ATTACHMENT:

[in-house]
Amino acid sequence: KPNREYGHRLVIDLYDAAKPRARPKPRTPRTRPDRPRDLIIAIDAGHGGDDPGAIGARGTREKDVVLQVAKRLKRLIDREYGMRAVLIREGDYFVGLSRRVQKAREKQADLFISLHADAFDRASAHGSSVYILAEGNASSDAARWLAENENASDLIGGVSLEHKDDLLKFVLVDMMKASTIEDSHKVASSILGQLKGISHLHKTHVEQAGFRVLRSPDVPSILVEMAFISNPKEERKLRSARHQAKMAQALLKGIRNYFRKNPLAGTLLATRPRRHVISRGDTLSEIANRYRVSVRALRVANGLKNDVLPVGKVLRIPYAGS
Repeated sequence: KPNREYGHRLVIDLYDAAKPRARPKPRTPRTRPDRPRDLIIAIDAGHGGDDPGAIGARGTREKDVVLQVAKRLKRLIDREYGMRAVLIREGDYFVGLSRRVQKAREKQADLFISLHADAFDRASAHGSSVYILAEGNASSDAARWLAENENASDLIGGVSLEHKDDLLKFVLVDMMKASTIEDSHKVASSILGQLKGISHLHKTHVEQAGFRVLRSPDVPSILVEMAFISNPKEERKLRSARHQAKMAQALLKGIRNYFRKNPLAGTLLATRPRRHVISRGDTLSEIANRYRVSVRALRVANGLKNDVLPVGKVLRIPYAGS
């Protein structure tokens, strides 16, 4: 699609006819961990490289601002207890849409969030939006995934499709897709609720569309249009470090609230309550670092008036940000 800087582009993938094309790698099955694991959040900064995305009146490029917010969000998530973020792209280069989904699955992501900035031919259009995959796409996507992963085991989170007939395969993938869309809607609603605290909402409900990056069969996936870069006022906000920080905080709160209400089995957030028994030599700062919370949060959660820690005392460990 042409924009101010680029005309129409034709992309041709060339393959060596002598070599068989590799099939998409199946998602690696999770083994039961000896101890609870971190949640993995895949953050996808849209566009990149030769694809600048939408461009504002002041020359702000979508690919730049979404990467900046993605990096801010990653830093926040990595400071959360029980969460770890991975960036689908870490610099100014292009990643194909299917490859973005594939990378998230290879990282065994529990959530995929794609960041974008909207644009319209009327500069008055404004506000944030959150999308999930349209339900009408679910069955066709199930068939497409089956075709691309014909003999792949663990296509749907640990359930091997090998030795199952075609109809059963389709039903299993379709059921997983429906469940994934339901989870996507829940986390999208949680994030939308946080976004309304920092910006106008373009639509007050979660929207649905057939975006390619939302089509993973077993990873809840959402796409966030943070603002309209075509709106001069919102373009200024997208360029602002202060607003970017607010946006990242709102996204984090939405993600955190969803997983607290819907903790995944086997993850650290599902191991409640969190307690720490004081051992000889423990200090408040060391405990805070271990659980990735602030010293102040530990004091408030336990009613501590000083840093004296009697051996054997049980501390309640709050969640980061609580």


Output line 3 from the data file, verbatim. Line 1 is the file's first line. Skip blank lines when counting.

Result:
Repeated sequence: KPNREYGHRLVIDLYDAAKPRARPKPRTPRTRPDRPRDLIIAIDAGHGGDDPGAIGARGTREKDVVLQVAKRLKRLIDREYGMRAVLIREGDYFVGLSRRVQKAREKQADLFISLHADAFDRASAHGSSVYILAEGNASSDAARWLAENENASDLIGGVSLEHKDDLLKFVLVDMMKASTIEDSHKVASSILGQLKGISHLHKTHVEQAGFRVLRSPDVPSILVEMAFISNPKEERKLRSARHQAKMAQALLKGIRNYFRKNPLAGTLLATRPRRHVISRGDTLSEIANRYRVSVRALRVANGLKNDVLPVGKVLRIPYAGS